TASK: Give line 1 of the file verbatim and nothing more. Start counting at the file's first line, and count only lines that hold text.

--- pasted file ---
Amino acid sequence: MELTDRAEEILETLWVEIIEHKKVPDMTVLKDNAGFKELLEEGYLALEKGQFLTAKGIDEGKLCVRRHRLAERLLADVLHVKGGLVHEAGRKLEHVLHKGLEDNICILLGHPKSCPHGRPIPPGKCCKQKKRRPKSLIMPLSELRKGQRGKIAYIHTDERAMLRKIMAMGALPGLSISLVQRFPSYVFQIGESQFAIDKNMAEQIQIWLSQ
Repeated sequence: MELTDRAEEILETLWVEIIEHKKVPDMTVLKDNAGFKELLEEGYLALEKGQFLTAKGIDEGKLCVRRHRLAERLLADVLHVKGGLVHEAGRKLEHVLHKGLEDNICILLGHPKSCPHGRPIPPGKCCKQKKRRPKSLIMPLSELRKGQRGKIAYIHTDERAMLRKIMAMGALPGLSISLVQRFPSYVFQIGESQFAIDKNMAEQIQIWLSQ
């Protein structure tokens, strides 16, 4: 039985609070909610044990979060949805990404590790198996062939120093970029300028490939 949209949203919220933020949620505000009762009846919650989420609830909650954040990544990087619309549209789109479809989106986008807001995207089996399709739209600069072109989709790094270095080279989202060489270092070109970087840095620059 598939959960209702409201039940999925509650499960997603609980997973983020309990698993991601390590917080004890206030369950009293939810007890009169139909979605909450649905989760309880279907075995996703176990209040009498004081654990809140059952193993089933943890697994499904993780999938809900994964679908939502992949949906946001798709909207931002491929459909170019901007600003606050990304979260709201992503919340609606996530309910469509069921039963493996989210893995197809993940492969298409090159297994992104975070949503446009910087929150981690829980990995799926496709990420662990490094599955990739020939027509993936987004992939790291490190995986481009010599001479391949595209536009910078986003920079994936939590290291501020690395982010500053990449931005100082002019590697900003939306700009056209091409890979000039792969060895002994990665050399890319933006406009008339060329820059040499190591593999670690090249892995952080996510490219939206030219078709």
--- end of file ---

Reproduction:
Amino acid sequence: MELTDRAEEILETLWVEIIEHKKVPDMTVLKDNAGFKELLEEGYLALEKGQFLTAKGIDEGKLCVRRHRLAERLLADVLHVKGGLVHEAGRKLEHVLHKGLEDNICILLGHPKSCPHGRPIPPGKCCKQKKRRPKSLIMPLSELRKGQRGKIAYIHTDERAMLRKIMAMGALPGLSISLVQRFPSYVFQIGESQFAIDKNMAEQIQIWLSQ